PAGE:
Obama seeks nuclear test ban treaty ratification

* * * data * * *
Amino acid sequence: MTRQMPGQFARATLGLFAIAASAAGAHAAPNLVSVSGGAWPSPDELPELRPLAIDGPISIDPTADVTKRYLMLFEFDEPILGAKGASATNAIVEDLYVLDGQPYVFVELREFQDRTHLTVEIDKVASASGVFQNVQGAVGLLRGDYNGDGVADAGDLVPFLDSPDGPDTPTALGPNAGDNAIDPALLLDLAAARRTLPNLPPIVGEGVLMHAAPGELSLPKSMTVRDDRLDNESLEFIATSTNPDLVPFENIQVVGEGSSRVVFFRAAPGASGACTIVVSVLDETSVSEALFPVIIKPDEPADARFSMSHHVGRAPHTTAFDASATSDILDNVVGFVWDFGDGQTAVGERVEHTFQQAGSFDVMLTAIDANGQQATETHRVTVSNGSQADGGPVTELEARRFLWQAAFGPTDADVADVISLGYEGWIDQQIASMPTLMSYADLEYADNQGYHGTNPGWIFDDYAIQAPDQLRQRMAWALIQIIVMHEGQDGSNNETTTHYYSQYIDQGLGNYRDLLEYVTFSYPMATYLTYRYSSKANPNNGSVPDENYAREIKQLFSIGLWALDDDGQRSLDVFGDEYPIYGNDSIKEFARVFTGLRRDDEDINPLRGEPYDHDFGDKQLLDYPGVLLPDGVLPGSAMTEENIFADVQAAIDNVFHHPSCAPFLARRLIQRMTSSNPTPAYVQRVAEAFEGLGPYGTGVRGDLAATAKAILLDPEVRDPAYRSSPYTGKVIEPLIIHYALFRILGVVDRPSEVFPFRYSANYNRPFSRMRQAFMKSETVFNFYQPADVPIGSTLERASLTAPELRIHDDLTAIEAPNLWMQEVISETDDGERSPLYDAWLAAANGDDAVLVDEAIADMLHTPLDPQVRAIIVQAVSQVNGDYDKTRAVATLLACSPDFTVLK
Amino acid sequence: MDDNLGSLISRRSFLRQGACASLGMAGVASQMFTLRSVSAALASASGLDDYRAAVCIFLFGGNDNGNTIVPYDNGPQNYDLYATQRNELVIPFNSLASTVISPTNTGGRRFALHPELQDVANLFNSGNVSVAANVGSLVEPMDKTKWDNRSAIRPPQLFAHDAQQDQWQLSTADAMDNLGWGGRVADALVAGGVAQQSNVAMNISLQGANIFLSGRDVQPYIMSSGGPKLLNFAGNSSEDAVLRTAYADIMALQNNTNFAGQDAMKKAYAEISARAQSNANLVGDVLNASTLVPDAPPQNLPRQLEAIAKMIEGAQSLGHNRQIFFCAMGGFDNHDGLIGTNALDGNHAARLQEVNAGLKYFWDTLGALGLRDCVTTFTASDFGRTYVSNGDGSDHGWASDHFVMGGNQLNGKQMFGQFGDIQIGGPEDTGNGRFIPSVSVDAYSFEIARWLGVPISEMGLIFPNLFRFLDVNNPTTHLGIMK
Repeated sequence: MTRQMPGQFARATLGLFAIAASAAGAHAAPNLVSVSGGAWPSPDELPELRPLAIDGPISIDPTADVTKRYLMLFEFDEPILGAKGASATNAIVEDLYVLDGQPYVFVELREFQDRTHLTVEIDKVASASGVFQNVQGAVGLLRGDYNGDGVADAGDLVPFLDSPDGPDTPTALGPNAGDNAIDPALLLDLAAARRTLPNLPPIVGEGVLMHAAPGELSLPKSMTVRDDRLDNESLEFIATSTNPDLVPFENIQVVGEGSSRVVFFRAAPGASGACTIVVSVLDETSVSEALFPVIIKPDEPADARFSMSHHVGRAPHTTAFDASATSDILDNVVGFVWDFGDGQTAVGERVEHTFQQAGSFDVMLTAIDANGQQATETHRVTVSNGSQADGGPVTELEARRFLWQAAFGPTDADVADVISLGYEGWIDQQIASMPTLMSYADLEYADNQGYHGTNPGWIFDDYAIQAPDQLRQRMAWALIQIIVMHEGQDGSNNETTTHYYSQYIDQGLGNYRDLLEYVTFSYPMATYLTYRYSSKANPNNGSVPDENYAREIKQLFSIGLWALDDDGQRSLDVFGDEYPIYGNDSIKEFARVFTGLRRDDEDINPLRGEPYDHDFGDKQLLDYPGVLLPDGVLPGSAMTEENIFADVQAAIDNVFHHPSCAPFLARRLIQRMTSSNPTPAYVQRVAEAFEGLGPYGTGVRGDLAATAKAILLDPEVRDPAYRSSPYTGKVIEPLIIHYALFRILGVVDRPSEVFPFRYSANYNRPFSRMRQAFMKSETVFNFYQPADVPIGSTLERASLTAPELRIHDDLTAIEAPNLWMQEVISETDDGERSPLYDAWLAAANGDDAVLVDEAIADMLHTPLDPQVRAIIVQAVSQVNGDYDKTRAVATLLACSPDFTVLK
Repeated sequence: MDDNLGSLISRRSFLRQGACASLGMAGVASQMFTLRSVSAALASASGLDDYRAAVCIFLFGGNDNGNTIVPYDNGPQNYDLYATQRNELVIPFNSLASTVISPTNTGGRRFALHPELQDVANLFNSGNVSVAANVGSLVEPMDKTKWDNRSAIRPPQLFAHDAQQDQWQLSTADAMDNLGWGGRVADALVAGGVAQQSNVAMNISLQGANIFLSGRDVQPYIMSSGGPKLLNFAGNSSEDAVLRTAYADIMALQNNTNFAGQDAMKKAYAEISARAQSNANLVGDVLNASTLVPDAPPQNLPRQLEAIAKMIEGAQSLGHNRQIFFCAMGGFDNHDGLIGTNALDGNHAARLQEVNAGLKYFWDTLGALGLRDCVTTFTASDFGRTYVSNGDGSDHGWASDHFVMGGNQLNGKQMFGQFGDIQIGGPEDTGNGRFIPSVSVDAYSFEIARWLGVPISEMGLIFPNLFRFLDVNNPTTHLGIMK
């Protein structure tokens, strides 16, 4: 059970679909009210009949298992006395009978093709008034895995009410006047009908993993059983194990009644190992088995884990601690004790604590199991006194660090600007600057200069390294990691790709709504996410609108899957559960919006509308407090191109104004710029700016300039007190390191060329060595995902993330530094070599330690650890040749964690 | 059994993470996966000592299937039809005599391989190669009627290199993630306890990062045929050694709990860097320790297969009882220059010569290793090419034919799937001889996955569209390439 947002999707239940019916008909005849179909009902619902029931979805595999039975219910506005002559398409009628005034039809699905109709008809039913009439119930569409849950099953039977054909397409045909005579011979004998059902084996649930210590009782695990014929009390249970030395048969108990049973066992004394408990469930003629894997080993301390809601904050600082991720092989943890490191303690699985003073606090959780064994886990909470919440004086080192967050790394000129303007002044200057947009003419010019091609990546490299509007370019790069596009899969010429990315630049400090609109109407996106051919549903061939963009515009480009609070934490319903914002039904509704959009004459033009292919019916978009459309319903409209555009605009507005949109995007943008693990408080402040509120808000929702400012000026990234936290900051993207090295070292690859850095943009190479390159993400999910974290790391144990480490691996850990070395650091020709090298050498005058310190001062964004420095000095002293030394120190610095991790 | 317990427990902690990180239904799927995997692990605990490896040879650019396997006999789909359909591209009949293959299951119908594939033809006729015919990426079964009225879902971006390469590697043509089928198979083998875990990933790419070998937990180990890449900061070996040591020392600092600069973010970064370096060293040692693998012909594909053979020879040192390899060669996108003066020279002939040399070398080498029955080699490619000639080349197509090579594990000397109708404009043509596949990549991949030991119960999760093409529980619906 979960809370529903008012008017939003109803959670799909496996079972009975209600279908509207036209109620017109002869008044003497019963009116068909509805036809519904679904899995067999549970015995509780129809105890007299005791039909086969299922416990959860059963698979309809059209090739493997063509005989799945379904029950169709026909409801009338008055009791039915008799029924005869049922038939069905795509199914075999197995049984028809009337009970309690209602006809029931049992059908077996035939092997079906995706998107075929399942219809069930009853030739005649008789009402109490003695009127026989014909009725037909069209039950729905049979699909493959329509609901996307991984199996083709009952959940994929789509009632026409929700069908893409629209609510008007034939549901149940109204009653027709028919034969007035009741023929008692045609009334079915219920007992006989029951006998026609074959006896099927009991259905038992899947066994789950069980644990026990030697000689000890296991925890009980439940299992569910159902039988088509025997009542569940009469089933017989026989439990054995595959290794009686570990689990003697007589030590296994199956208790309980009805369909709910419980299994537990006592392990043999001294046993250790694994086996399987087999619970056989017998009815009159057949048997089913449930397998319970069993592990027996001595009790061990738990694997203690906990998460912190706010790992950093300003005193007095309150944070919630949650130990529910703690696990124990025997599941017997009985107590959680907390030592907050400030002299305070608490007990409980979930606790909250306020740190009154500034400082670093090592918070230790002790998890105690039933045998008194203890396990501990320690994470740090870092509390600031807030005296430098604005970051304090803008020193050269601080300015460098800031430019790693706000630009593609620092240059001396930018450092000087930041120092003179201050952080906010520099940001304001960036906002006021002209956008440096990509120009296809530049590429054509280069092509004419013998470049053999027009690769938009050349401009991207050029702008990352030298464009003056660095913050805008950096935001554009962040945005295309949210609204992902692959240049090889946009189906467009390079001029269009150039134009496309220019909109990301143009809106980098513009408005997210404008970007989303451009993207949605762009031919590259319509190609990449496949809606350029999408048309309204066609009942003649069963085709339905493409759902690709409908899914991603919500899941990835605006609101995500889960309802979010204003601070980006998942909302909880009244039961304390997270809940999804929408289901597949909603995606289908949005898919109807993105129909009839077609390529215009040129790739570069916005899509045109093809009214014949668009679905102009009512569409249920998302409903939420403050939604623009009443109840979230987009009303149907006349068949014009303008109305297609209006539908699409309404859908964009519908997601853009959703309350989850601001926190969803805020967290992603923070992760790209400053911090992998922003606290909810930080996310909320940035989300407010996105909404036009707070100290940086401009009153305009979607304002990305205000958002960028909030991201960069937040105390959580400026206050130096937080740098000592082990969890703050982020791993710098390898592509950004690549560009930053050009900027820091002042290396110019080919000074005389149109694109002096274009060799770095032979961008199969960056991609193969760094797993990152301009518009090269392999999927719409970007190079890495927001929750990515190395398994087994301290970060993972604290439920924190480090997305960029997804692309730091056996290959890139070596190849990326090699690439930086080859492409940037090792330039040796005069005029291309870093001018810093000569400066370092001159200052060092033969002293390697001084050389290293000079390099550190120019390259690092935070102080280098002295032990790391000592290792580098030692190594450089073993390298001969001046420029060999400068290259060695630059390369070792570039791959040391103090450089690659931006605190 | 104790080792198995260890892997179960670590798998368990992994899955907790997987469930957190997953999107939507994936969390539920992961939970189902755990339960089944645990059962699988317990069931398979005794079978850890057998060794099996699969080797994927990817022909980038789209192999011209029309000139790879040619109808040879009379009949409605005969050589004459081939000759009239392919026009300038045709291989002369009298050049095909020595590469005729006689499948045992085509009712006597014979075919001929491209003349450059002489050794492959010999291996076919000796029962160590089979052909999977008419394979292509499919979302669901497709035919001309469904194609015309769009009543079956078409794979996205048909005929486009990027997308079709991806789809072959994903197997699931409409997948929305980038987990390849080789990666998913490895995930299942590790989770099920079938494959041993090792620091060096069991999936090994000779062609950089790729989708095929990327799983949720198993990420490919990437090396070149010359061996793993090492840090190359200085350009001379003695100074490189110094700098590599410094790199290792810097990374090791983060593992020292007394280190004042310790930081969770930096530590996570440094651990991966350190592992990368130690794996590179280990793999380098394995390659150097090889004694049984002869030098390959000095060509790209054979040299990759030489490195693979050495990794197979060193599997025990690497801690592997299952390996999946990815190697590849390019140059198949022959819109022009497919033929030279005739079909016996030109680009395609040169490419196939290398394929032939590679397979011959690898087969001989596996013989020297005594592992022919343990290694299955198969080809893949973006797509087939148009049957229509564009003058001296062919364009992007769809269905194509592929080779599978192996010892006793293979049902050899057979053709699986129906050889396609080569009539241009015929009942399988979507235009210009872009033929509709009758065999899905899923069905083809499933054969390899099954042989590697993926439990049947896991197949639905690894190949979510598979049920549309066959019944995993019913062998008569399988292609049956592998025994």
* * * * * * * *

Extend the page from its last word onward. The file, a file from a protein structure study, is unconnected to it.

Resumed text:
US President Barack Obama is calling for the United States to make a new effort to ratify the comprehensive nuclear test ban treaty. Speaking in Prague, Obama said Sunday that ratification of the treaty that the Senate rejected a decade ago is one of the "concrete steps" the US can take to reach his goal of ridding the world of nuclear weapons. Over 140 nations have ratified the treaty, but 44 states that possess nuclear technology need to both sign and ratify it before it can take effect. Only 35 have done so. The United States is among the key holdouts, along with China, Egypt, India, Indonesia, Iran, Israel, North Korea, and Pakistan. Former President Bill Clinton signed the test ban treaty, but the Senate rejected it in 1999.